KENYA – East African Breweries PLC (EABL), has raised a glass to an exceptional first half year ended December 31, reporting growth on both the top-line and bottom-line performance.

The brewer’s profit after tax, termed as best in the last five years, grew by 131% to Kshs 8.7 billion (US$76.5m).

This was primarily driven by the higher net sales, margin expansion, robust cost management and the re-opening of bars in Kenya in the second quarter.

The performance is compared to a profit after tax of Ksh3.8 billion (US$33.5m) that the alcoholic drinks maker attained in the first six months of 2020, a period when alcohol sales were ravaged by the negative effects of the Covid-19 pandemic, including the closure of bars and the dusk-to-dawn curfew.

During the period under review, EABL’s net sales jumped by 23.5% to Ksh.54.9 billion (US$483m) from Ksh.44.5 billion (US$391.5m) previously, realised through strong organic growth across East Africa.

The Kenyan market led the recovery with net sales increasing by 27%, primarily due to accelerated strategic investment behind brands and channels, coupled with re-opening of bars in the second quarter.

Meanwhile net sales in Uganda jumped 18% driven by the market’s agile response to the shifting consumer trends as well as strategic pricing decisions.

“Uganda’s innovative channel delivery model ensured outstanding last-mile success, guaranteeing growth,” stated EABL.

In neighbouring Tanzania, growth momentum continued through increased strategic investment behind brands and innovations resulting to net sales growing by 15% with beer and spirits registering double-digit growth.

The beefed-up investment behind brands and innovation in the route to market in response to consumer behaviour shifts triggered volume growth by 23%.

Additionally, the continued investment in capacity of Kshs 6.2 billion (US$54.5m) enabled EABL to rapidly respond to the increased consumer demand.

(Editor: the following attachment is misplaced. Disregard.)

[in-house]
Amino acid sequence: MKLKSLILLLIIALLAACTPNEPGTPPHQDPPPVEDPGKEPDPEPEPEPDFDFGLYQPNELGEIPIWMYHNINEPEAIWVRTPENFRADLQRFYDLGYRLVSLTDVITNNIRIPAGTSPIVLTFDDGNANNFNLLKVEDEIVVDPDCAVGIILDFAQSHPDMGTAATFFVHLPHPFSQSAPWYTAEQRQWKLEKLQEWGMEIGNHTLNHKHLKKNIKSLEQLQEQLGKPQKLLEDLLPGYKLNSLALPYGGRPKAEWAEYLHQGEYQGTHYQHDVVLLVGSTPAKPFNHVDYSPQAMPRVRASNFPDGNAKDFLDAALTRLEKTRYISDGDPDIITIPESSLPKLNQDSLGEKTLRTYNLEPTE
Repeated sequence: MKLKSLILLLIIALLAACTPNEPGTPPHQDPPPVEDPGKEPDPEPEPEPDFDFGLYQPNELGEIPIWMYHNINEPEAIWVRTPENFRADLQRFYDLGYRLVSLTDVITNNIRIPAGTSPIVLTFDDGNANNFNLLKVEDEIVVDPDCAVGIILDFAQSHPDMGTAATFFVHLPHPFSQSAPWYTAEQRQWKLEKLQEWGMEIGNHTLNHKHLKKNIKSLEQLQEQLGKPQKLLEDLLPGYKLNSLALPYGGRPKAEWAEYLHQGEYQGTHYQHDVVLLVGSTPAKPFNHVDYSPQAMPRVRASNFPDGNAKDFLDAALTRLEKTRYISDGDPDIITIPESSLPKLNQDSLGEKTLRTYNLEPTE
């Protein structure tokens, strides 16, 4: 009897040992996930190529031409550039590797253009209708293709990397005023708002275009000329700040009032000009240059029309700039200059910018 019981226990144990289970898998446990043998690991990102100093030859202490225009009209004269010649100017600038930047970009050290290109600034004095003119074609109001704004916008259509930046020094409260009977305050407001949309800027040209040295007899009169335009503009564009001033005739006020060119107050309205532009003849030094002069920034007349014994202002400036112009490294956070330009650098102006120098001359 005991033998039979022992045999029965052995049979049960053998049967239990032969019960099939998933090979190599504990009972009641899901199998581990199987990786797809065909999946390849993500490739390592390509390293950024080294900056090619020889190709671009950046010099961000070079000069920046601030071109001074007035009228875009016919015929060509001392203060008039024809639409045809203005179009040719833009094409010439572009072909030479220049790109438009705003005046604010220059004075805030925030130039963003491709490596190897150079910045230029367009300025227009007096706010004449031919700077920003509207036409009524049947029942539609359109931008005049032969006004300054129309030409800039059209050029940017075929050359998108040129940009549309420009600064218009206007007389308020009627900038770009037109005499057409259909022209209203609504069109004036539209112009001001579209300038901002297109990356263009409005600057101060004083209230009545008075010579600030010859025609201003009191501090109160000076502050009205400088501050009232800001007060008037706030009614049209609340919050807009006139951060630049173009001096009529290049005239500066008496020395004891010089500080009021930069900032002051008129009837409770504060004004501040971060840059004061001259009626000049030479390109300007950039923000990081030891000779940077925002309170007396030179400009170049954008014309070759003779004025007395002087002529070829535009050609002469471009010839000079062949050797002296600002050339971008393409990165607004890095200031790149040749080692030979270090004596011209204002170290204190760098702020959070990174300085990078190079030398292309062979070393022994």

“During this pandemic, our strategic clarity enabled us to maintain focus on brand-building, active portfolio management, consumer-led innovation, and digital transformation, all executed through extra-ordinary efforts and resilience of our people,” EABL Managing Director Jane Karuku said.

Looking into the future, Mrs Karuku noted that the trading environment remains uncertain with the lingering socio-economic impact of the pandemic, excise tax volatility, and the upcoming electioneering period in Kenya.

However, EABL has expressed cautious optimism on future growth as it expects improving consumer incomes and the recovery of on-trade trading and the resilience of its off-trade to sustain the growth in sales.

Other than looking at the profitability of the business, the company is committed to its 10-year sustainability programme.

This is a three-pronged agenda aimed at promoting positive drinking, championing diversity and inclusion and pioneering grain to glass sustainability across our value chain.

For instance, EABL’s regional effort to support the hospitality sector through the pandemic has gathered pace, with 60% of the Raise the Bar fund (US$5m) already spent.

This fund is enabling physical and digital support to bars welcoming customers back after lockdowns.

The owner of Tusker, Gordon whisky and Chrome gin brands, has also complemented government efforts across the region in driving national programmes to combat the impact of COVID-19, vaccinating our employees, their families, and consumers.

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